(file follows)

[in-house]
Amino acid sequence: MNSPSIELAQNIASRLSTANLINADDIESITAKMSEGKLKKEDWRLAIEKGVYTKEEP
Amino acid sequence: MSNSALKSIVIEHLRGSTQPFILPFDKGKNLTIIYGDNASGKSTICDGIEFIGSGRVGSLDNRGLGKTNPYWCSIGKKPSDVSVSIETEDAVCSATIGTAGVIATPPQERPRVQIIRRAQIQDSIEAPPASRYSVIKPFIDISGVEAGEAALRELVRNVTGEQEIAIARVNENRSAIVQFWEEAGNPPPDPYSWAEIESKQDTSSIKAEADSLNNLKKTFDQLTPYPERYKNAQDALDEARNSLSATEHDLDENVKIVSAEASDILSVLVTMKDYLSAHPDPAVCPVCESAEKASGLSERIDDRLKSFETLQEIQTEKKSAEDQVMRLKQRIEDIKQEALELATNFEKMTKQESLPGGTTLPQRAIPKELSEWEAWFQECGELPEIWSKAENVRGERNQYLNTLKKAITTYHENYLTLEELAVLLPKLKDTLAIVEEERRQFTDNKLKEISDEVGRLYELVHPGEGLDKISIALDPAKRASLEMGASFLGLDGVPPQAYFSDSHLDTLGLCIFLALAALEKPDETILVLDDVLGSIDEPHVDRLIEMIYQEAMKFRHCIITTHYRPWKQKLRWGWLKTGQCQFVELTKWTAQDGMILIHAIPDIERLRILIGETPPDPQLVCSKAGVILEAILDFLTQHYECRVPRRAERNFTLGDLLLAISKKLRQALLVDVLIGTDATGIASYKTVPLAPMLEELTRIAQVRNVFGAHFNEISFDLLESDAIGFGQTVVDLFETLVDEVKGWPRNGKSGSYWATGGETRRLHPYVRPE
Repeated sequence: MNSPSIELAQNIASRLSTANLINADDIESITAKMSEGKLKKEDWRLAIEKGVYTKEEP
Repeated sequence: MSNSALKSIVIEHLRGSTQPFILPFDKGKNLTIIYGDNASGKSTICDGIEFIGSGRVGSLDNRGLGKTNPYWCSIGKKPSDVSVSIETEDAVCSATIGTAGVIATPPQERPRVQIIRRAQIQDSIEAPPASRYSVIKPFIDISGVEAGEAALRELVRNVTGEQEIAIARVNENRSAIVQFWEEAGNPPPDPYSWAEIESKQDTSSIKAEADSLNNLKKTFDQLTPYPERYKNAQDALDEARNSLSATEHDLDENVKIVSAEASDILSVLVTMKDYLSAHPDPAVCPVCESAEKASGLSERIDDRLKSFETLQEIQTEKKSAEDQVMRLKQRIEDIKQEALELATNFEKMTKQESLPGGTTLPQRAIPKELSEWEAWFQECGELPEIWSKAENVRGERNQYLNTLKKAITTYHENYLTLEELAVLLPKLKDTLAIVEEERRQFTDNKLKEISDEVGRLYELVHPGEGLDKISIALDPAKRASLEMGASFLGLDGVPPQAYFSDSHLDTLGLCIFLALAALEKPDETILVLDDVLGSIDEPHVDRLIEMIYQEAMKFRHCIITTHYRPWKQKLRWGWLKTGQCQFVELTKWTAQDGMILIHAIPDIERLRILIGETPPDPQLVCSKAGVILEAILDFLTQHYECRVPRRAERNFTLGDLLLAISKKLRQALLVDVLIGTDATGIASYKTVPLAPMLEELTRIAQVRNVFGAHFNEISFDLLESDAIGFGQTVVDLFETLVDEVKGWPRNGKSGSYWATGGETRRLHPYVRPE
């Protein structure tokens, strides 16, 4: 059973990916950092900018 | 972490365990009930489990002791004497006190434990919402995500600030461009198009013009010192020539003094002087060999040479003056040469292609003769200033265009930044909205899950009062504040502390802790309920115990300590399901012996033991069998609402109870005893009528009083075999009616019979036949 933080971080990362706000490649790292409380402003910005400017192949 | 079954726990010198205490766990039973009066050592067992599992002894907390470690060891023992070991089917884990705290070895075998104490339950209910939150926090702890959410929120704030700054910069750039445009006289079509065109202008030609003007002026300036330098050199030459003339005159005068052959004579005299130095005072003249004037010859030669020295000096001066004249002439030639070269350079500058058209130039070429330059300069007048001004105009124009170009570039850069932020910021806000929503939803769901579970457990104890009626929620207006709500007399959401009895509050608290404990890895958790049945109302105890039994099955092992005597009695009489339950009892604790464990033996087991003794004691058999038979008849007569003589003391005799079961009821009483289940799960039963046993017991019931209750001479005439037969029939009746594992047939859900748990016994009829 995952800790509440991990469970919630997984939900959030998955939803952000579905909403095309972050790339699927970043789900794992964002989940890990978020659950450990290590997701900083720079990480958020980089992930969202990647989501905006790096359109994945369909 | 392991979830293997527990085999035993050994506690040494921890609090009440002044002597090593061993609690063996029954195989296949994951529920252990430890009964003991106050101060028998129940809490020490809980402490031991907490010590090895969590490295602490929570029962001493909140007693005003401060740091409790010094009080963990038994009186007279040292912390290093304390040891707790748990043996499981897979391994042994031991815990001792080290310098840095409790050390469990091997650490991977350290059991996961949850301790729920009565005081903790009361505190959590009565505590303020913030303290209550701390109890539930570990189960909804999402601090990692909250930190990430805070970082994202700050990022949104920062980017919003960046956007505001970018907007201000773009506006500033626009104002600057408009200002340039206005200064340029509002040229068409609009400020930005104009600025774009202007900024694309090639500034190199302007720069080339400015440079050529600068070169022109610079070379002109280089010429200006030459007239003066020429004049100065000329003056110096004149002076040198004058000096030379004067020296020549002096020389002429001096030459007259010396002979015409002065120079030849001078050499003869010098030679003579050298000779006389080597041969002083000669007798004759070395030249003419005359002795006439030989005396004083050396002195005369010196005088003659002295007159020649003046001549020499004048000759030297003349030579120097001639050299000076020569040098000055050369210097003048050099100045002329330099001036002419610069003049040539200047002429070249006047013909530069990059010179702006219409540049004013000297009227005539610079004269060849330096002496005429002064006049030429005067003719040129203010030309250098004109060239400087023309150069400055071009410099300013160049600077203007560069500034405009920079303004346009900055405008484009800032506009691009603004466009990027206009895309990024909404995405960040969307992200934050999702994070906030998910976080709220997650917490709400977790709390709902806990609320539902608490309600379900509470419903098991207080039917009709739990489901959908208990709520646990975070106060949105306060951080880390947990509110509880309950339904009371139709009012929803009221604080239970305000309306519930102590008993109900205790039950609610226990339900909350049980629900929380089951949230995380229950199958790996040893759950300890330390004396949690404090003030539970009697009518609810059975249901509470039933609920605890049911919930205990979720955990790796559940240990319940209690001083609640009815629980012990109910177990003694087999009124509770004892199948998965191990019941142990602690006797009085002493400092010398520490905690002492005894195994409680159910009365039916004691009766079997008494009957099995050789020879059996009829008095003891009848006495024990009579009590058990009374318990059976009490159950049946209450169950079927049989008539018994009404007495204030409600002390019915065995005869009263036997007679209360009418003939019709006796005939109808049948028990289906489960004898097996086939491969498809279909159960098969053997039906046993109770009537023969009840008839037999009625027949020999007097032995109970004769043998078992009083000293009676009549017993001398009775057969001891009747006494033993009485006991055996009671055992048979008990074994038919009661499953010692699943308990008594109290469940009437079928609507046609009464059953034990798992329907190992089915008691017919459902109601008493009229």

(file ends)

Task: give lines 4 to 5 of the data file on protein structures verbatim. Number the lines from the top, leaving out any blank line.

Repeated sequence: MNSPSIELAQNIASRLSTANLINADDIESITAKMSEGKLKKEDWRLAIEKGVYTKEEP
Repeated sequence: MSNSALKSIVIEHLRGSTQPFILPFDKGKNLTIIYGDNASGKSTICDGIEFIGSGRVGSLDNRGLGKTNPYWCSIGKKPSDVSVSIETEDAVCSATIGTAGVIATPPQERPRVQIIRRAQIQDSIEAPPASRYSVIKPFIDISGVEAGEAALRELVRNVTGEQEIAIARVNENRSAIVQFWEEAGNPPPDPYSWAEIESKQDTSSIKAEADSLNNLKKTFDQLTPYPERYKNAQDALDEARNSLSATEHDLDENVKIVSAEASDILSVLVTMKDYLSAHPDPAVCPVCESAEKASGLSERIDDRLKSFETLQEIQTEKKSAEDQVMRLKQRIEDIKQEALELATNFEKMTKQESLPGGTTLPQRAIPKELSEWEAWFQECGELPEIWSKAENVRGERNQYLNTLKKAITTYHENYLTLEELAVLLPKLKDTLAIVEEERRQFTDNKLKEISDEVGRLYELVHPGEGLDKISIALDPAKRASLEMGASFLGLDGVPPQAYFSDSHLDTLGLCIFLALAALEKPDETILVLDDVLGSIDEPHVDRLIEMIYQEAMKFRHCIITTHYRPWKQKLRWGWLKTGQCQFVELTKWTAQDGMILIHAIPDIERLRILIGETPPDPQLVCSKAGVILEAILDFLTQHYECRVPRRAERNFTLGDLLLAISKKLRQALLVDVLIGTDATGIASYKTVPLAPMLEELTRIAQVRNVFGAHFNEISFDLLESDAIGFGQTVVDLFETLVDEVKGWPRNGKSGSYWATGGETRRLHPYVRPE